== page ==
How the Restaurant Industry Changes due to the COVID-19 Pandemic?

Maja Nowak

How the Restaurant Industry Changes due to the COVID-19 Pandemic - featured image

The COVID-19 pandemic has redefined many businesses and how they conduct operations. This change often calls for a complete overhaul of business processes so companies can stay on the market.

The restaurant industry is no different — to remain operational and cater to customers with a safety-first mindset, restaurants have turned to technology. To find out what we can expect, we’ll explore in this article how the pandemic is reshaping the restaurant industry.

Impact of COVID-19 on restaurant sales

When the COVID-19 crisis spread across the globe, the restaurant industry was among the most affected ones. Practically overnight, restaurants were ordered to shut down to decrease the risk of virus transmission.

To mitigate the severity of financial losses, many restaurants had to shift and adapt to meet customers’ new needs. As a result, restaurants adopted delivery- or pickup-only models, which allowed them to operate during the strictest of lockdowns.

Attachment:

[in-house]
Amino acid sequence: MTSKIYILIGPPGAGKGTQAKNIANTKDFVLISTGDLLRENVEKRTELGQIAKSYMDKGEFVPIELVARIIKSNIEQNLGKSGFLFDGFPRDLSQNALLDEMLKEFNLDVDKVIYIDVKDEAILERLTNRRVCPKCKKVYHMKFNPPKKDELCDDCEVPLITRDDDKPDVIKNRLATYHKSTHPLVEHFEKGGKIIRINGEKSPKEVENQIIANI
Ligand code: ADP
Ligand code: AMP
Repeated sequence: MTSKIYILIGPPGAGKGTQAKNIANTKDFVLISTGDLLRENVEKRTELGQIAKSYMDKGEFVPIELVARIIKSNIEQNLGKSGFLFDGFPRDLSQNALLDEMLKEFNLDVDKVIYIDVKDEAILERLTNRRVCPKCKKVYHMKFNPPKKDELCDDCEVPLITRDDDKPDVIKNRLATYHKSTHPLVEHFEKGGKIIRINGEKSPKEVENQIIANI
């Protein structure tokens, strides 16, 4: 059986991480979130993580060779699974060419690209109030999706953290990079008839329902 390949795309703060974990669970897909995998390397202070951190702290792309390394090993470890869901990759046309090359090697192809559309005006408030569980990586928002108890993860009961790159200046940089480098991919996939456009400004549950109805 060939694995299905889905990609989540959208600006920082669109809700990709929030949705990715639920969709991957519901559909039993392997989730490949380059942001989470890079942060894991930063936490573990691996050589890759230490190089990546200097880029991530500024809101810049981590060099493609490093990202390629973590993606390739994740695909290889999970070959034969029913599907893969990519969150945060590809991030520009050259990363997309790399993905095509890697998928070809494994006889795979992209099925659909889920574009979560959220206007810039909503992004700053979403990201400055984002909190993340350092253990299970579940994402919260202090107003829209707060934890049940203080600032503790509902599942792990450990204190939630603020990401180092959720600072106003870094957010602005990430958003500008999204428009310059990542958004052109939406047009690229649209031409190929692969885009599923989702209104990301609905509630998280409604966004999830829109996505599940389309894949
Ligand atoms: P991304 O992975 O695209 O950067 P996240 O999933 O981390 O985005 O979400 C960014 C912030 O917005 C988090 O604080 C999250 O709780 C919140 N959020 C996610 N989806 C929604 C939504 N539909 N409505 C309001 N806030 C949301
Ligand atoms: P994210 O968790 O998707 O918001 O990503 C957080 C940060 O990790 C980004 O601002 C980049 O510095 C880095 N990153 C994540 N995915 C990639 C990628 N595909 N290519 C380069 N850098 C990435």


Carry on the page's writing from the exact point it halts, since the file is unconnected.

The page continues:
And even though the industry is faring way below last year’s revenue benchmark for the same period, we can see a visible increase in sales.

The industry is recovering, albeit slowly.

Sales for the restaurant industry are growing despite a severe drop mid-year.

Sales for the restaurant industry are growing despite a severe drop mid-year. Source: National Restaurant Association

It’s clear that to survive, restaurant owners have to innovate across all customer-facing operations, be it takeout, dine-in, or delivery. So what solutions can the restaurant industry embrace to increase sales in a fluctuating environment where restrictions can shatter dine-in revenues?